The Tatami Galaxy

Our Unnamed Protagonist and Akashi-San pause to appreciate cherry blossoms.

In Short: Boasting excellent storytelling, encapsulating characters and beautiful animation to boot, Masaaki Yuasa’s and Studio Madhouse’s’ anime series The Tatami Galaxy is one of the most enthralling and entertaining comedy-drama series in recent years.

Review: An adaptation of Morimi Tomihiko’s original novel of the same name, The Tatami Galaxy (Yojō-Han Shinwa Taikei, or literally ‘Four and a Half Tatami Mythological Chronicles’) is a comedy-drama series following an unnamed third year college boy in Kyoto, Japan, as he comes to believe that his involvement with various social clubs in pursuit of ‘that rose-coloured campus life’ has been a complete waste of time.

Each episode is a complete story arc in itself that begins with the protagonist amid a complication, before he narrates how his selection of a particular social club two years earlier has led him into the current reality. In every scenario the protagonist becomes friends with Ozu, a strange student whose appearance and inconsistent behaviour cause him considerable distress; and the protagonist becomes affectionate for a younger female student, Akashi, but each time his commitments conflict with his interest in her in some way.

Since new each episode follows the formula of the first you can expect small sections to be repeated – surprisingly such instances are handled smoothly, centring focus on the state-of-mind of the protagonist so that even if you recognise some parts the affected scenes maintain significance and entertainment value. Neatly tying off each episode is an animation of a clock tower starting up, after which the entire episode rewinds before our eyes and the credits roll – a signification that it was one reality, and the next episode will feature another.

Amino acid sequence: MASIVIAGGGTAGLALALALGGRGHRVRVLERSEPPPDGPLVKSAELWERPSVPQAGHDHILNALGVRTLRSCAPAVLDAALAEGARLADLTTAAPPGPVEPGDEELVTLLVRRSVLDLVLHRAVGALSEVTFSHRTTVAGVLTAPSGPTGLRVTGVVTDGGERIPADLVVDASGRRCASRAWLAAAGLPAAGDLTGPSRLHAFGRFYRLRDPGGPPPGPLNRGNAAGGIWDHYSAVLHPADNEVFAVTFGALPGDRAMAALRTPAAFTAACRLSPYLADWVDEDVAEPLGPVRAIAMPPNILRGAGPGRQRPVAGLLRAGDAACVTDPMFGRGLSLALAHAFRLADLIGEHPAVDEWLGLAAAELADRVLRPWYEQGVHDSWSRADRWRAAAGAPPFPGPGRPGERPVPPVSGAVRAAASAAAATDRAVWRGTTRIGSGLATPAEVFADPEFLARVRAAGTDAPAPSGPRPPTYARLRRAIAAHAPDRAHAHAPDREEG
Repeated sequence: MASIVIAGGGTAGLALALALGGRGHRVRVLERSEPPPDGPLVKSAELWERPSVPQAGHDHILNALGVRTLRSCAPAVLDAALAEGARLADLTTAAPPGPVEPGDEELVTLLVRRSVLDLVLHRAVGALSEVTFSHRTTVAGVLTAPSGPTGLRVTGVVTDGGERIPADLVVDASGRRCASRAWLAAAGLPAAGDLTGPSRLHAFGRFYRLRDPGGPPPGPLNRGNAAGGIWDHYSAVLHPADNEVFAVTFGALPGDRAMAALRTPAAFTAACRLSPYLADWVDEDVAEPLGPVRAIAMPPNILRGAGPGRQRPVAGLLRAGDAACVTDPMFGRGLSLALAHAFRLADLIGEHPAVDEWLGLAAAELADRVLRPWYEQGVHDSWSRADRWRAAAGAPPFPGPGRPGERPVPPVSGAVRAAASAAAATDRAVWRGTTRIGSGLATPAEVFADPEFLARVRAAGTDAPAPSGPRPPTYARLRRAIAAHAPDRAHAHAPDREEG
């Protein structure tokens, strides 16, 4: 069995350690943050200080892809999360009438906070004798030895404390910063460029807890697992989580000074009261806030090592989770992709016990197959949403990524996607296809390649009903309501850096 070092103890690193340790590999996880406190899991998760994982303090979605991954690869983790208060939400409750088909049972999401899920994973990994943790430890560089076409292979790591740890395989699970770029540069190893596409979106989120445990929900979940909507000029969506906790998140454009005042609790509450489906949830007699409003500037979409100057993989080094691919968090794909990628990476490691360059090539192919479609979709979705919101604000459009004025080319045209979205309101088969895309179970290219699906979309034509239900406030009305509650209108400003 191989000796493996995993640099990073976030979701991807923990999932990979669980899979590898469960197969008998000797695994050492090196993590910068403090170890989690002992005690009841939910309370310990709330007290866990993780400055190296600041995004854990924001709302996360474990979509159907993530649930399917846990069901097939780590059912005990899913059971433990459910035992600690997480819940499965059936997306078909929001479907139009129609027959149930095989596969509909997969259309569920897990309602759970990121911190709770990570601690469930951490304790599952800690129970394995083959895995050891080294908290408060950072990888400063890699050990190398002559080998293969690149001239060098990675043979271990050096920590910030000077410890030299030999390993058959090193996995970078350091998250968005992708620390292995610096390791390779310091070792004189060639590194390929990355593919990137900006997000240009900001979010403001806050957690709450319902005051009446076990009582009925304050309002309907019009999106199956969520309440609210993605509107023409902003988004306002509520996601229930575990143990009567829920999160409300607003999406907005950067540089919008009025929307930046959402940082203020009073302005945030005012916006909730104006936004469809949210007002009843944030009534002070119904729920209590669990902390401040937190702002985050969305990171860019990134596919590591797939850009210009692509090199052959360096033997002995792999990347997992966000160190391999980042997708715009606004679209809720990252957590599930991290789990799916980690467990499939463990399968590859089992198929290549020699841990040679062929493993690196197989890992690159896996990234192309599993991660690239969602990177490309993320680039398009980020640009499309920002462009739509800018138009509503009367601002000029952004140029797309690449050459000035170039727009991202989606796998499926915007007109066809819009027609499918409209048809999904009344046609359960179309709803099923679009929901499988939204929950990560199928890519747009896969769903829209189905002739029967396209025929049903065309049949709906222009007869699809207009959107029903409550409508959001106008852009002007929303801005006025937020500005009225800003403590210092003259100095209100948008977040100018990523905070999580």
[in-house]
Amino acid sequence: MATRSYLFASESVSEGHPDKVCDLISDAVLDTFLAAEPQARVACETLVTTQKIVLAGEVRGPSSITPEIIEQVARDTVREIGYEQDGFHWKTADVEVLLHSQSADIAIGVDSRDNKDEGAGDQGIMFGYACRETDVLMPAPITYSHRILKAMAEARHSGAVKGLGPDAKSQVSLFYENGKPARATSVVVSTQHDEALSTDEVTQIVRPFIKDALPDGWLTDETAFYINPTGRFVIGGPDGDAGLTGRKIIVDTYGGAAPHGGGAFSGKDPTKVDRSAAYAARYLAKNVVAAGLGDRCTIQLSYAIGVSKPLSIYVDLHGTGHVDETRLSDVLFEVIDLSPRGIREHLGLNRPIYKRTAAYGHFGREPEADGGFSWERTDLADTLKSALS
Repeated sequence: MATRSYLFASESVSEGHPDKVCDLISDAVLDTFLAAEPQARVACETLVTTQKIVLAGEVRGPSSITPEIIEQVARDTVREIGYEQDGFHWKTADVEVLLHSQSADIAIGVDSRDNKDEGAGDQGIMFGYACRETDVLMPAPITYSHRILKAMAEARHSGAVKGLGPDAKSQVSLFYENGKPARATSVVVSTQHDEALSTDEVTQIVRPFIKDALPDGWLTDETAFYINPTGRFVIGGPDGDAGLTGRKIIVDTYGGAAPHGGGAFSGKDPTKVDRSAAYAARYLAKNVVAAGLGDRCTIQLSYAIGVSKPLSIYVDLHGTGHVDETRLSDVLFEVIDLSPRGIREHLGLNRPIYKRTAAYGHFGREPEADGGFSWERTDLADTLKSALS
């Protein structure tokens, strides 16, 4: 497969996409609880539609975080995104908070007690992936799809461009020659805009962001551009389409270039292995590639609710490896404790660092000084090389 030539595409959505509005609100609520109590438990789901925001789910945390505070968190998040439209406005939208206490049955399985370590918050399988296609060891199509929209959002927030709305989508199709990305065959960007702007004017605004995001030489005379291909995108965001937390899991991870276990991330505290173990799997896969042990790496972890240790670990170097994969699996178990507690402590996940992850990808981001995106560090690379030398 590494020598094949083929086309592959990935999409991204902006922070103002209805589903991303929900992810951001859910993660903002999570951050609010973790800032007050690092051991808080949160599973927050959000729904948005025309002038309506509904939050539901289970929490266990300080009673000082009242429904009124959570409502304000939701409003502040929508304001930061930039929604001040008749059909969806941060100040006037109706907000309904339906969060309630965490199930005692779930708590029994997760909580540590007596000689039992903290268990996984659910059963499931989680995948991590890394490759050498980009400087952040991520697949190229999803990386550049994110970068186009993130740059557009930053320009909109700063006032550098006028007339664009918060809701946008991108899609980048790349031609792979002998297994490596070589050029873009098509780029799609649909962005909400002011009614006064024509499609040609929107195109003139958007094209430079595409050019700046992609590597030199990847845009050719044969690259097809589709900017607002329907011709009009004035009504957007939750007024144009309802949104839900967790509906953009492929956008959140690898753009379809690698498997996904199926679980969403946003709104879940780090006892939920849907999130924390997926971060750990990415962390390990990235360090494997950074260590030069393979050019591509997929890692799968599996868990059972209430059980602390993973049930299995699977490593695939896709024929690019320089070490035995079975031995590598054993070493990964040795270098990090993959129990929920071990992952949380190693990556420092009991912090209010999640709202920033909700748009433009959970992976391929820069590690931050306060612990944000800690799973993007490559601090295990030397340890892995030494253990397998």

The Tatami Galaxy’s unique appearance is created from straight cut 3D and 2D art combined with heavily filtered and variously recoloured live action footage. Some might see the result of this approach as seeming raw or cheap, and not all will find the animation style comfortable. What is certain throughout the series is that Studio Madhouse is fluent with colour and texture theory; as in its application to the series’ animation they have created a beautiful and highly original art style.

Often exploratory, Studio Madhouse's art style is unique and satisfying.

 

One the main selling points of The Tatami Galaxy is its spot-on characterisation of the protagonist and his fellow college students – these are some of the cleverest and excellently crafted cast of characters ever to be associated with comedy anime, whose endeavours, while not always hilarious are always entertaining. Although our unnamed Protagonist – voiced by Shintaro Asanuma – is the centre of the story, it becomes clear early on that he is the shyest, most powerless and perhaps most normal cast member. It is undeniable that he isn’t a scene-stealing character – yet his carefully steered narration of serious, witty, eccentric and anxious emotion permeates each scene and encapsulates us unlike any other anime character you’ve seen. If you open yourself open to him, you’ll be pulled into the series’ awesome blend of comedy and drama and find yourself rising to cheer him on.